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Next Generation 911
Winbourne Consulting LLC

ELKO — The county is now up to speed about what needs to be done to modernize 911 service. Paying for it is the next hurdle, and collecting money is not going as well as planned.

The need for solid resources to bring installation to fruition prompted the Elko County Board of Commissioners to require monthly updates from staff regarding the collection of a telecommunications surcharge that seems to be lacking.

“The Achilles heel of this whole program is that money trickling in,” said Commissioner Delmo Andreozzi. “It needs to be coming in steadily so we can project.”

The 911 service in Elko County is three generations old. The area is one of about 12 entities in the U.S. that has basic 911 out of approximately 6,600 locations. Basic 911 does not provide a way to verify where an emergency call originates.

“We are just so far behind in the 911 game,” said Ben Reed, chair of the Elko County Enhanced 911 Board and Elko’s police chief.

At the March 7 county commissioner’s meeting, he reviewed a presentation given by Winbourne Consulting LLC. The group recently recommended that the county jump to Next Generation 911 rather than take the middle step of Enhanced 911.

Moving to Next Gen 911 is less expensive than opting for E-911, which is becoming obsolete. The initial cost for E-911 is estimated at more than $400,000 a year with annual fees of about $200,000. In comparison, Next Gen 911 is estimated at $200,000 at first with a $200,000 annual recurring fee, according to the consultant’s report.

“It’s not as expensive as some of the other ways to do it,” Reed said. “It is still what I would call expensive. But remember, you have the funding source. We have the funding source, which is the surcharge.”

Reed referred to a 25-cent monthly fee per phone line that telecommunications companies serving Elko County are supposed to be collecting and remitting. The county approved the surcharge sometime in summer 2016 and began sending notices in fall of that year.

The funding mechanism is in place, but the amount that will be available to implement the new system is unclear. Telecom companies’ payments to the county have come in sporadically, with start dates that possibly vary.

Total surcharge collections so far total about $46,000, Reed said, although the predicted amount for this stage was more like $150,000.

“I’m disappointed,” Reed said. “I wish it would have come faster and bigger and more. We have a lot in front of us, and the funding is just not there yet.”

Kristin McQueary, chief civil deputy district attorney, said the county needs to show they have notified the companies, which proved to be a challenge for county staff. The challenge was identifying all the small and large providers and finding the right person within the companies to contact, McQueary said, adding that it is not yet clear whether all the companies serving Elko County have been notified.

“So it’s possible that it slipped through the cracks, and they weren’t notified,” Commissioner Rex Steninger said.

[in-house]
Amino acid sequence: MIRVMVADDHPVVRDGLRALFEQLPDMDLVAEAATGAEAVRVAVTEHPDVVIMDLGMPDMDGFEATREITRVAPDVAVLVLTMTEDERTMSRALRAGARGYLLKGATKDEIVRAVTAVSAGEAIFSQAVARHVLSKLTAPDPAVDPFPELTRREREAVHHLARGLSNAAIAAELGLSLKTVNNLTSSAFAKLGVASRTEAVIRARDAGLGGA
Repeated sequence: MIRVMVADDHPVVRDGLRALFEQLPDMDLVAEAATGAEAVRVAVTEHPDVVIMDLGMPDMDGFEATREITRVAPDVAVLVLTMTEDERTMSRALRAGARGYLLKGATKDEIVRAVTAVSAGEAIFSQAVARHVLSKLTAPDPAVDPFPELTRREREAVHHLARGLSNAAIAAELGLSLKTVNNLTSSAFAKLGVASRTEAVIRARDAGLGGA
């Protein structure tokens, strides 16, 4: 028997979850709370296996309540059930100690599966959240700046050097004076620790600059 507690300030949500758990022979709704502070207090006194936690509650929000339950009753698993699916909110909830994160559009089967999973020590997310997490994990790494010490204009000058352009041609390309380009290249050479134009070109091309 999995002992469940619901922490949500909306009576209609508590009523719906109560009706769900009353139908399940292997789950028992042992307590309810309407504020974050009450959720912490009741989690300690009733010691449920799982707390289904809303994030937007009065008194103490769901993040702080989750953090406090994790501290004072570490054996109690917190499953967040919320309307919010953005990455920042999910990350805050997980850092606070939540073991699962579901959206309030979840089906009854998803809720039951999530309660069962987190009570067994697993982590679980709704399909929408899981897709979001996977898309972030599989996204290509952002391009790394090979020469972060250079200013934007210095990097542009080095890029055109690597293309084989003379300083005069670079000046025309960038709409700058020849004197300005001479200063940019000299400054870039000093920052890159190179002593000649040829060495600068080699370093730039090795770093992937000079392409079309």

In mid-February, assistant county manager and chief financial officer Cash A. Minor, who was not at the March 7 meeting, told an Elko Daily Free Press correspondent that he had not forgotten to send anything but didn’t have all the smaller companies’ names until recently.

Andreozzi said it is time for the commissioners to “turn up the heat.” He asked that county staff provide a spreadsheet to the board each month outlining which companies have been notified when, how many lines they have, and when they remitted payments.

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“I would love to see that same invoicing,” Reed said. “Our feeling among us [on the 911 board] is, ‘Yes please do that.’ … I’ve asked Cash one-on-one to please make that a priority because it’s on county staff to have that interaction.”

Minor is expected to have the report ready for the next county commissioners’ meeting March 21.

“I just get this funny feeling that we have made a mistake here, and all we can do is fix it,” Steninger said.

Reed reminded the commissioners that overall, the consulting firm’s recommendation to skip the expensive intermediary level E-911 is good news. He also pointed out that the approximately $46,000 collected from surcharge, combined with remaining community donations, is sufficient to take the next step.

That next step is to develop a geographic information system that Elko County dispatchers can use to cross reference 911 callers’ information with public records, such as from each city’s building and planning departments.

Winbourne Consulting’s report recommended the county start that process with a contractor for an estimated cost of $80,000 and fund maintenance through ongoing surcharge collections — once the system is working as planned.

“We have to go slow and steady here at first to make sure we don’t get the cart before the horse,” Reed said.

Pending solid financing, the idea is to have Next Gen 911 live by 2019, according to Winbourne Consulting’s timeline.


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